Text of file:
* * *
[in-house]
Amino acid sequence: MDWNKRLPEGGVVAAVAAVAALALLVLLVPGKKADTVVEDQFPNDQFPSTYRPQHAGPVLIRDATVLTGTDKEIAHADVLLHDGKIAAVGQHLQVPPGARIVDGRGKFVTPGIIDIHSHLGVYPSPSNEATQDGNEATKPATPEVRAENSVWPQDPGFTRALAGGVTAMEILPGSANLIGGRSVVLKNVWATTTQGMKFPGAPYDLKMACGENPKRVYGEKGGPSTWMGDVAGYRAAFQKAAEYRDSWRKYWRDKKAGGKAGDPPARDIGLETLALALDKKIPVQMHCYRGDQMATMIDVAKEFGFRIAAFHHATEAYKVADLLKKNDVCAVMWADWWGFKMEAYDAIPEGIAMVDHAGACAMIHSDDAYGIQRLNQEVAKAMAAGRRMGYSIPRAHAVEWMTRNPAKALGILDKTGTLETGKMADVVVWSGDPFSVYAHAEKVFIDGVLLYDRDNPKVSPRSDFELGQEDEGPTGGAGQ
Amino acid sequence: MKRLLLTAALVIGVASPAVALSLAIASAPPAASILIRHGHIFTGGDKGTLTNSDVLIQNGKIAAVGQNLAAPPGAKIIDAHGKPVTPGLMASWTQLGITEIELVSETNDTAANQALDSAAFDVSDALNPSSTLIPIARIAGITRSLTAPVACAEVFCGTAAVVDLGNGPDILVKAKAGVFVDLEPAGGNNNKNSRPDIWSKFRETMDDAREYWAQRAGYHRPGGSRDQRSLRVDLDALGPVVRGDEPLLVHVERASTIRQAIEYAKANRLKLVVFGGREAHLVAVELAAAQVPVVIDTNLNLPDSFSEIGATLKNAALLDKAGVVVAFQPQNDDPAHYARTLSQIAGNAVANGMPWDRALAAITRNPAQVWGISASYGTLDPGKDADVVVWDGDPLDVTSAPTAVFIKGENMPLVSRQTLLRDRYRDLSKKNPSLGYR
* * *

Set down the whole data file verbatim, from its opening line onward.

[in-house]
Amino acid sequence: MDWNKRLPEGGVVAAVAAVAALALLVLLVPGKKADTVVEDQFPNDQFPSTYRPQHAGPVLIRDATVLTGTDKEIAHADVLLHDGKIAAVGQHLQVPPGARIVDGRGKFVTPGIIDIHSHLGVYPSPSNEATQDGNEATKPATPEVRAENSVWPQDPGFTRALAGGVTAMEILPGSANLIGGRSVVLKNVWATTTQGMKFPGAPYDLKMACGENPKRVYGEKGGPSTWMGDVAGYRAAFQKAAEYRDSWRKYWRDKKAGGKAGDPPARDIGLETLALALDKKIPVQMHCYRGDQMATMIDVAKEFGFRIAAFHHATEAYKVADLLKKNDVCAVMWADWWGFKMEAYDAIPEGIAMVDHAGACAMIHSDDAYGIQRLNQEVAKAMAAGRRMGYSIPRAHAVEWMTRNPAKALGILDKTGTLETGKMADVVVWSGDPFSVYAHAEKVFIDGVLLYDRDNPKVSPRSDFELGQEDEGPTGGAGQ
Amino acid sequence: MKRLLLTAALVIGVASPAVALSLAIASAPPAASILIRHGHIFTGGDKGTLTNSDVLIQNGKIAAVGQNLAAPPGAKIIDAHGKPVTPGLMASWTQLGITEIELVSETNDTAANQALDSAAFDVSDALNPSSTLIPIARIAGITRSLTAPVACAEVFCGTAAVVDLGNGPDILVKAKAGVFVDLEPAGGNNNKNSRPDIWSKFRETMDDAREYWAQRAGYHRPGGSRDQRSLRVDLDALGPVVRGDEPLLVHVERASTIRQAIEYAKANRLKLVVFGGREAHLVAVELAAAQVPVVIDTNLNLPDSFSEIGATLKNAALLDKAGVVVAFQPQNDDPAHYARTLSQIAGNAVANGMPWDRALAAITRNPAQVWGISASYGTLDPGKDADVVVWDGDPLDVTSAPTAVFIKGENMPLVSRQTLLRDRYRDLSKKNPSLGYR